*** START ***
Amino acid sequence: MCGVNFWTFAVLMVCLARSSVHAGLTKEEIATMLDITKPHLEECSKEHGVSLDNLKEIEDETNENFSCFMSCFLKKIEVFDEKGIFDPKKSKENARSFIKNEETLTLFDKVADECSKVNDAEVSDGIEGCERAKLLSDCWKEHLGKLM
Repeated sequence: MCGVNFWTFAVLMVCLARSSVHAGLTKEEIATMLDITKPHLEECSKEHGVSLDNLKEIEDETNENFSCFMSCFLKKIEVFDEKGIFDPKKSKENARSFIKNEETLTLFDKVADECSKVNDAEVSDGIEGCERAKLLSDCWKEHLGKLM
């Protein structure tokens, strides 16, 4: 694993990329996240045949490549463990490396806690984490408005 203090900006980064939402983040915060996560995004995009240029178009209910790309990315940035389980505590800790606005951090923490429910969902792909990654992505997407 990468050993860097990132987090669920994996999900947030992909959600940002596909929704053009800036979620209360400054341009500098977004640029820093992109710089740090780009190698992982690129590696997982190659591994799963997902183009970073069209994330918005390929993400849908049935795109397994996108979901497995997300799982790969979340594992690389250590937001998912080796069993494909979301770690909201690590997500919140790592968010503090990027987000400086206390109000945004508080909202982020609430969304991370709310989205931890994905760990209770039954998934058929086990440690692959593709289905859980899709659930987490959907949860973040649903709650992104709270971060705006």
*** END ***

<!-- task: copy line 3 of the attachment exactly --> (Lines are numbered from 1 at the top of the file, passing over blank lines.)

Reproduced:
């Protein structure tokens, strides 16, 4: 694993990329996240045949490549463990490396806690984490408005 203090900006980064939402983040915060996560995004995009240029178009209910790309990315940035389980505590800790606005951090923490429910969902792909990654992505997407 990468050993860097990132987090669920994996999900947030992909959600940002596909929704053009800036979620209360400054341009500098977004640029820093992109710089740090780009190698992982690129590696997982190659591994799963997902183009970073069209994330918005390929993400849908049935795109397994996108979901497995997300799982790969979340594992690389250590937001998912080796069993494909979301770690909201690590997500919140790592968010503090990027987000400086206390109000945004508080909202982020609430969304991370709310989205931890994905760990209770039954998934058929086990440690692959593709289905859980899709659930987490959907949860973040649903709650992104709270971060705006």